THE 'NET FACTOR: Gonzalez and Brown look for love online.
There are those for whom loneliness is a fundamental aspect of the human condition. But if the new production E-Love is to be believed, you’ll always have a friend in online dating and its plethora of possibilities. The lighthearted two-hander musical comedy, which opened last weekend at The Theatre Place in New Kingston, closely follows Frank (A.J. Brown) and Carol (Carol Gonzalez), two lonely souls lamenting their romance-free situation to the point of pathetically wallowing in self-pity.
Both successful professionals (he an accountant, she a restaurant staffer) in their 50s, they soon realize that while it might appear that viable romantic options for people of a certain age are limited, it doesn’t always have to come down to throwing in the towel on your love life. As fate would have it, one Saturday night, from the comfort of their homes, Frank and Carol forge a connection via a matchmaking site, bonding over an appreciation for vintage music and witty repartee. But the newly excited pair eventually uncover too much information about each other when they decide to swap pieces of their individual romantic histories. Don’t you just hate when that happens?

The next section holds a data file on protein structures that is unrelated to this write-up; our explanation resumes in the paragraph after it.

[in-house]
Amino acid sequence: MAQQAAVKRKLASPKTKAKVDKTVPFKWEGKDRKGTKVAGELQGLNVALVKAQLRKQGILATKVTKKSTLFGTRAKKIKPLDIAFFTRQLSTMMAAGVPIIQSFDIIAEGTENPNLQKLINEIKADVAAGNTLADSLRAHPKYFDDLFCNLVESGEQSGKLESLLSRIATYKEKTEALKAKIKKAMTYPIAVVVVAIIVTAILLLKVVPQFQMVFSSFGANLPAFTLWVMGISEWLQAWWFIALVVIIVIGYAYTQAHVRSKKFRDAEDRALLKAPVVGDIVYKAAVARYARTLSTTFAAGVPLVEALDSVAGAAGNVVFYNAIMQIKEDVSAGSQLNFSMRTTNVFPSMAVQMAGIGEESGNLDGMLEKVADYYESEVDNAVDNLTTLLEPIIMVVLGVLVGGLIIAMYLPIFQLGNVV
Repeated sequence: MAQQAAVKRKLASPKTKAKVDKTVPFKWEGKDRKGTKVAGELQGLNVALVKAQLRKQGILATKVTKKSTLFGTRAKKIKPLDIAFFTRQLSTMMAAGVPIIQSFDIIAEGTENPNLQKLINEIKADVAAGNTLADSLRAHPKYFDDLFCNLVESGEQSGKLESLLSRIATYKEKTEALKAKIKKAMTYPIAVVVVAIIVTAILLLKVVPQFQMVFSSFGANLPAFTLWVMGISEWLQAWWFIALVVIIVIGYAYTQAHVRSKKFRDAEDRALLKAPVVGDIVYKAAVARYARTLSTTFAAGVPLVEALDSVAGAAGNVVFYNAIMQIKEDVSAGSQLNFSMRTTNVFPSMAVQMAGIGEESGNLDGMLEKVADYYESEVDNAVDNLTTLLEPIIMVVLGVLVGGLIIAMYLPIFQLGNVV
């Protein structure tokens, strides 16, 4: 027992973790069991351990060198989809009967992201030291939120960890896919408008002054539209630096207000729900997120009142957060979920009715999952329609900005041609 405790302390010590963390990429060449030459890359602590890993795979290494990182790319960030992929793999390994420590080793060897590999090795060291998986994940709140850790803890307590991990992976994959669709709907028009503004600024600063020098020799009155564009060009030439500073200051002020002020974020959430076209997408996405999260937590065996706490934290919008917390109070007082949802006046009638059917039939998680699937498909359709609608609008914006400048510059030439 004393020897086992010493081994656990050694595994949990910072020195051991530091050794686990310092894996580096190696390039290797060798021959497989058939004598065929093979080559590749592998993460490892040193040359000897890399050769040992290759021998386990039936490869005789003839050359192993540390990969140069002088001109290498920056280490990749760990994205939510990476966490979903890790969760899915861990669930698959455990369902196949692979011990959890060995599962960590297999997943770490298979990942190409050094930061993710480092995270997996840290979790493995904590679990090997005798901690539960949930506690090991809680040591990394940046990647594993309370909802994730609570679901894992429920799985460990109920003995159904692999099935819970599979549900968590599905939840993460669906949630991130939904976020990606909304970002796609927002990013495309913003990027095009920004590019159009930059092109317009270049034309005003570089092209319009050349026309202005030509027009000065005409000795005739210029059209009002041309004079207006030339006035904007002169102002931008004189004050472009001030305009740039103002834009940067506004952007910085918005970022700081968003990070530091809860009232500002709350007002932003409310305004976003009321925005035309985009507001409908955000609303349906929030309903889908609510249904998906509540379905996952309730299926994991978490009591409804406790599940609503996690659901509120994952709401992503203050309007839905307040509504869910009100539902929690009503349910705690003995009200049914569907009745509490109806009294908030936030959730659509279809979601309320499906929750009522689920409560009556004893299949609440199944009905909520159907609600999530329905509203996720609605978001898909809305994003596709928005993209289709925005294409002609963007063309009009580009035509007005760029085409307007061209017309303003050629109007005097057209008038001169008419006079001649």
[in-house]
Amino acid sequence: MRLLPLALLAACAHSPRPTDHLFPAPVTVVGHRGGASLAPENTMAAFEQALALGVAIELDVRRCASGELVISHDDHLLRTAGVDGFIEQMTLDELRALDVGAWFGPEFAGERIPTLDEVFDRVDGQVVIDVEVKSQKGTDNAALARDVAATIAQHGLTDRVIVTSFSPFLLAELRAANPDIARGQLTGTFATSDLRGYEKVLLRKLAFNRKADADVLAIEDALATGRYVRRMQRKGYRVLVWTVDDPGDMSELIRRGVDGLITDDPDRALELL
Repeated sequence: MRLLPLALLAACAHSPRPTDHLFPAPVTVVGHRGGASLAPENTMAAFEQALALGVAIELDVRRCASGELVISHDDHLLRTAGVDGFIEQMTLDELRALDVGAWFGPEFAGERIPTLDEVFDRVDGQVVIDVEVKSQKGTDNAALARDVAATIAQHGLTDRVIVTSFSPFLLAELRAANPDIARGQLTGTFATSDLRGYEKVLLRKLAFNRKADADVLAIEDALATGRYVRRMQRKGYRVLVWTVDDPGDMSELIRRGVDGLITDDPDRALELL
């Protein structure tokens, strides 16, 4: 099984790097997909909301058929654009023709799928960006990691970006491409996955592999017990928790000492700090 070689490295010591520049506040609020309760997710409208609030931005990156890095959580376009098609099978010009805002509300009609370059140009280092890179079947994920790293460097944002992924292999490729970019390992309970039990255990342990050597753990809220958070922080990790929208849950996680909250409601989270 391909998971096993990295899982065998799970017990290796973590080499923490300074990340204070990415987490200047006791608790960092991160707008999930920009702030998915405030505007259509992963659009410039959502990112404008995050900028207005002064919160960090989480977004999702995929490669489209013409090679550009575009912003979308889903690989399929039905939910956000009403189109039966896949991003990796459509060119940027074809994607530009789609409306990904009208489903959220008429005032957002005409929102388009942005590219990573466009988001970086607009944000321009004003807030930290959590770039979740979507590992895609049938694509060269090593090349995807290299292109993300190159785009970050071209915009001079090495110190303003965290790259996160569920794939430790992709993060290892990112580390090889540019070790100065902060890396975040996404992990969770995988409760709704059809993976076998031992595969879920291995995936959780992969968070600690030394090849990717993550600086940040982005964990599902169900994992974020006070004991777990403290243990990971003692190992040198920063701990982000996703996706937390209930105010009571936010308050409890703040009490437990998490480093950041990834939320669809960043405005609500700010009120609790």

The non-traditional move by director Pablo Hoilett, adapting a script by Wayland Rickard, to cast professional singers in the roles surprisingly serves the production in more affirmative ways than not. For one thing, besides lending the numbers a lustrous shimmer, the acting comes in for much commendation. Gonzalez understandably has her frigid moments, but for the most part she plays Carol with a striking mix of sass and sweetness that sets off Brown’s brio and naturalness.
The writing is mostly clever and thankfully there is some degree of unpredictability to the whole thing, in addition to the presentation of two well drawn characters who just happen to be caught in a romantic cul-de-sac. On the other hand, when it comes to the light, catchy musical numbers (mostly duets), the songs sometimes unfold in too rapid a succession (particularly in the second half) that begs for the injection of longer breathing spaces. Meanwhile, the set design, depicting the modestly well-to-do quality of life of the characters, coupled with the up-to-par lighting, contributes effectively to the wholesome overall look and wide appeal of the play.
Ultimately, E-Love, though it doesn’t always avoid schmaltziness, is a pleasing musical comedy with heart and passion that reminds us, whether we choose to admit it or not, that in life we constantly search for that thing called… connection. Tyrone’s Verdict: B